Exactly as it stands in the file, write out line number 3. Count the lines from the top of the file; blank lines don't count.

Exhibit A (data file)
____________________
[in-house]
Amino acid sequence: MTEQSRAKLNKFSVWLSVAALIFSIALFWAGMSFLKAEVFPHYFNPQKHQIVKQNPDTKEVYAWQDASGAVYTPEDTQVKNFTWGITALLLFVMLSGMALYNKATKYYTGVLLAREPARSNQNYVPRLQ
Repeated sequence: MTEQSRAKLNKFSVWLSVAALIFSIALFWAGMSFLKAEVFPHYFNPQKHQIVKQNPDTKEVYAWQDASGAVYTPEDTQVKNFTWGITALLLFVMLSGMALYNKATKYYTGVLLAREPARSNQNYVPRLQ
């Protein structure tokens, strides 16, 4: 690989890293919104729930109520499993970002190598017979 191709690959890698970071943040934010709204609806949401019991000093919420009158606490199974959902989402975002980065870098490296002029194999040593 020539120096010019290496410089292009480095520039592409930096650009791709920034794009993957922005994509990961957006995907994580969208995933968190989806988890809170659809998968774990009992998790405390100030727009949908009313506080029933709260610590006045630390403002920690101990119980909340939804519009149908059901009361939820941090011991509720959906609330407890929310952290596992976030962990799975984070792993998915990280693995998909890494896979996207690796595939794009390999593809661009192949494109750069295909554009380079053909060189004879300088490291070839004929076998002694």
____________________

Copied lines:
Repeated sequence: MTEQSRAKLNKFSVWLSVAALIFSIALFWAGMSFLKAEVFPHYFNPQKHQIVKQNPDTKEVYAWQDASGAVYTPEDTQVKNFTWGITALLLFVMLSGMALYNKATKYYTGVLLAREPARSNQNYVPRLQ